Apple has been known to be the ruthless patent troll in the industry with lawsuits upon lawsuits laid upon companies. While some of them were justified, some were plain stupid, at least the world thought so. And now it seems like the tables have turned, sort of. A new court ruling has come out in favor of VirnetX which was fighting a patent battle with Apple over the technology used with the ever so popular FaceTime application. VirnetX is a firm based in Nevada, specializing in the telecommunications field, which explains where the issue stems from. The company holds plenty of patents related to FaceTime tech and Apple was claimed to be infringing on a few of them. As a result, the court has now passed a ruling in favor of VirnetX which means that Apple has to pay a little over $368 million in damages to the company. Apple will inevitably appeal this ruling, so don’t expect this to get over just yet. What’s interesting is that VirnetX settled with Microsoft over a similar patent for $200 million 2 years ago. But Apple decided to not settle and take this to the court instead. VirnetX initially claimed $700 million in damages, but had to be content with $368 million.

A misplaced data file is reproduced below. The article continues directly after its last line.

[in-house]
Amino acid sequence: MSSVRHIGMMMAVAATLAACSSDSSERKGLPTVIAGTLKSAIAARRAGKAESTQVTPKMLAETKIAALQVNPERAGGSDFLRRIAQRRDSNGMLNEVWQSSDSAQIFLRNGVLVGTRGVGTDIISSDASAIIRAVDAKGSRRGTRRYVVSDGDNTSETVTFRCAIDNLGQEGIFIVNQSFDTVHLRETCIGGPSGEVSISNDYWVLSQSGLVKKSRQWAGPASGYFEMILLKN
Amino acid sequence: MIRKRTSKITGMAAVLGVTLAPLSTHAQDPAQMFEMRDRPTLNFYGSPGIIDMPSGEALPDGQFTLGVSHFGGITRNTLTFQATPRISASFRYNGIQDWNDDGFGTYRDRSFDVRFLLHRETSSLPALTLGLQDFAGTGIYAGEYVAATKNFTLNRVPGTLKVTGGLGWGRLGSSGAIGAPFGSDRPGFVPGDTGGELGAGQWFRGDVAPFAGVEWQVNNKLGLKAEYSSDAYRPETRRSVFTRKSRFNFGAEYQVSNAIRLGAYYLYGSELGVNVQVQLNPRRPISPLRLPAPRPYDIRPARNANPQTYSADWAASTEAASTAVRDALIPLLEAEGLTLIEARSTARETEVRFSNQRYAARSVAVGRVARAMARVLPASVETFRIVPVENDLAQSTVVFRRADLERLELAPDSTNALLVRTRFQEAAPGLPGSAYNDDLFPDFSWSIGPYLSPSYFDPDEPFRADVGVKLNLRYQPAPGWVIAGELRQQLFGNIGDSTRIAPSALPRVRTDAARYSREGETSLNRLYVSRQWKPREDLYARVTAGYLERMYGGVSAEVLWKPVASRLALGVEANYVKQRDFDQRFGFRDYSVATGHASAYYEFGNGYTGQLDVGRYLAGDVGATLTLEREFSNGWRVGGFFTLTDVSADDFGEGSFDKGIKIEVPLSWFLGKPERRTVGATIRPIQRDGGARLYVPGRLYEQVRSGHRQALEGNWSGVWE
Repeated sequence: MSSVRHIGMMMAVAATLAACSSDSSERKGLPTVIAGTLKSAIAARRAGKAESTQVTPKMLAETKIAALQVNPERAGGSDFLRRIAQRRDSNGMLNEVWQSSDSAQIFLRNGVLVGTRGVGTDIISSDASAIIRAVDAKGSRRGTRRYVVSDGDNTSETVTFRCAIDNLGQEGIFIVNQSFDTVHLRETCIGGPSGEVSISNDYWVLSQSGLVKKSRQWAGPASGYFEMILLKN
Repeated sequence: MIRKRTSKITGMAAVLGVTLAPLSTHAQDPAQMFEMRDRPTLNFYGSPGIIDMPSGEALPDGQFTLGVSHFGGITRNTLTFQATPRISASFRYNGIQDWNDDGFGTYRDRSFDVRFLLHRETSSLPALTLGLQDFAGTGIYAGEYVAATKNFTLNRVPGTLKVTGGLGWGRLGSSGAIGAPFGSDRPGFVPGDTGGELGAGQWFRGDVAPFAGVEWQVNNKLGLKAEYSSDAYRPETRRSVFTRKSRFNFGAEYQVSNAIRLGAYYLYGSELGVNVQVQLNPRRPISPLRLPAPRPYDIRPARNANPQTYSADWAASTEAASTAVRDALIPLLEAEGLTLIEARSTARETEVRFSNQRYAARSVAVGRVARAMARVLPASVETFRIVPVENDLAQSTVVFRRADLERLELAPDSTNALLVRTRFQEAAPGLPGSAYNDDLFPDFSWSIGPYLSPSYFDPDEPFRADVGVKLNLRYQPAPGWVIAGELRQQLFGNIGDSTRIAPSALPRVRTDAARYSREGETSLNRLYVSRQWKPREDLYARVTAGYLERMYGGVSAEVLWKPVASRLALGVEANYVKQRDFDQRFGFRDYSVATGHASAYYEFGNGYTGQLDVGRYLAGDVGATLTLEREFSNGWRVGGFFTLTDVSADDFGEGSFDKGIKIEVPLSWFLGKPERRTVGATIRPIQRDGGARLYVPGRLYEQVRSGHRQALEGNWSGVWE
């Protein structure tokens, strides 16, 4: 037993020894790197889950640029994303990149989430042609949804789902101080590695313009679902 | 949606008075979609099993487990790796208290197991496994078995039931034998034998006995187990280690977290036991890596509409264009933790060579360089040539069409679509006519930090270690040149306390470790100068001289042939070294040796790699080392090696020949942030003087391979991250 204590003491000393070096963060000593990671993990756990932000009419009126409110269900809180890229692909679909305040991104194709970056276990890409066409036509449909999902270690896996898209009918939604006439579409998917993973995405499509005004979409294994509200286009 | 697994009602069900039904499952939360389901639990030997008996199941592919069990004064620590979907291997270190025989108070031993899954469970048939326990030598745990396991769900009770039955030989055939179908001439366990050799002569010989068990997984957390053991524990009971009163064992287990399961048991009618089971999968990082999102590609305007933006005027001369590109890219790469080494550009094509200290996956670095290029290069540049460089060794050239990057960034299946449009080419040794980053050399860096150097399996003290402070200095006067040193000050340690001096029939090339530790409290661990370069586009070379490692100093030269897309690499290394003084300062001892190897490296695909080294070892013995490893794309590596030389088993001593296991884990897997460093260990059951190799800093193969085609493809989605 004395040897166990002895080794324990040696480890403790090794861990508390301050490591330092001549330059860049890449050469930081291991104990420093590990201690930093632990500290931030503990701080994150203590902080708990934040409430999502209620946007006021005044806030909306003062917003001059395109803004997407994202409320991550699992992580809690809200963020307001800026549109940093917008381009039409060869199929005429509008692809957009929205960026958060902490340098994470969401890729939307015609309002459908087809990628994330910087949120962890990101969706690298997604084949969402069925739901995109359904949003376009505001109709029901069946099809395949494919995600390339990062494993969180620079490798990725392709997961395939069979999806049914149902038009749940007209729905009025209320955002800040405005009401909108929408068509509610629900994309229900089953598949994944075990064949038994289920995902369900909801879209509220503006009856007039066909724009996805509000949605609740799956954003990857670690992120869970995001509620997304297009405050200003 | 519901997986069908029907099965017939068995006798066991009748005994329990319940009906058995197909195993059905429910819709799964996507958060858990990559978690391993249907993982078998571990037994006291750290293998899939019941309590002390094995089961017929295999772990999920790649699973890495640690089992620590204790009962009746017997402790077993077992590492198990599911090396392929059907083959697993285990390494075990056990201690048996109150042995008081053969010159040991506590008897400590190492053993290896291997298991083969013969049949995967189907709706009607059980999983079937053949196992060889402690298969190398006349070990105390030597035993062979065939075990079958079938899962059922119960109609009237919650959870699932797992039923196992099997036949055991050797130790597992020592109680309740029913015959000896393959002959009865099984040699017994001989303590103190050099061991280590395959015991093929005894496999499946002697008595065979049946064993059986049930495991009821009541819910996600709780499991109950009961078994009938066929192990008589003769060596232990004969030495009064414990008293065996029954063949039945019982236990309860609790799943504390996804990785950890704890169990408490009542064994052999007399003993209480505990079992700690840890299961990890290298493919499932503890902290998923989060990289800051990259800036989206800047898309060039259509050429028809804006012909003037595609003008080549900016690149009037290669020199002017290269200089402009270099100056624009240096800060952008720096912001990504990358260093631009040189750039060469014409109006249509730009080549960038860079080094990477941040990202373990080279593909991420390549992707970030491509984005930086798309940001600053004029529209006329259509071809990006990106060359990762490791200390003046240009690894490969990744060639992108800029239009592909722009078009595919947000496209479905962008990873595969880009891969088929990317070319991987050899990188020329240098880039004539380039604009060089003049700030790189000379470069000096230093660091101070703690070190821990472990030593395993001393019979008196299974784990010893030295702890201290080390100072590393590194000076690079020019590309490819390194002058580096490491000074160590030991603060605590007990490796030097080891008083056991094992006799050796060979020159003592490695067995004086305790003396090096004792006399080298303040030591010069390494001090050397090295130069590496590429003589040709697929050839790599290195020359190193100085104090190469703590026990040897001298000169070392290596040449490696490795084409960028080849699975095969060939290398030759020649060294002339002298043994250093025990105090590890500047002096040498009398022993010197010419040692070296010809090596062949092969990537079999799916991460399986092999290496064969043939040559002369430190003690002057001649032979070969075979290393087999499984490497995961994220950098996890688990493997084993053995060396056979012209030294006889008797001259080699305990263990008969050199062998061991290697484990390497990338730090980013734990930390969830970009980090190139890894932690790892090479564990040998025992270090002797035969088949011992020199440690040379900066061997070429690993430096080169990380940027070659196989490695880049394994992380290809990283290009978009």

According to a report by the Financial Times – “VirnetX claims 45 patents in the US and abroad relating to real-time communications and other security technologies”. Perhaps, Apple could have learnt from Microsoft and licensed the patent out of court, which would have put an end to the whole episode once and for all. Apple’s appeal could take a few weeks or even months from now, so it is a little premature to call this a victory for VirnetX. In all fairness, Apple seems to be in the wrong here. And realistically speaking, $368 million is nothing short of spare change for a major corporation like Apple. It is rather surprising that Apple would still want to drag this further instead of settling this out of court. It’s too late for that anyways, with the court ruling passed already. We don’t see the ruling making any damage to Apple whatsoever. FaceTime is an integral part of Apple’s products (Mac and iOS), and it will certainly want to continue using them in the future. Apple hasn’t formally filed for an appeal yet, but is expected to do that fairly soon. We can almost sense Apple’s lawyers preparing a tough argument in time for their appeal.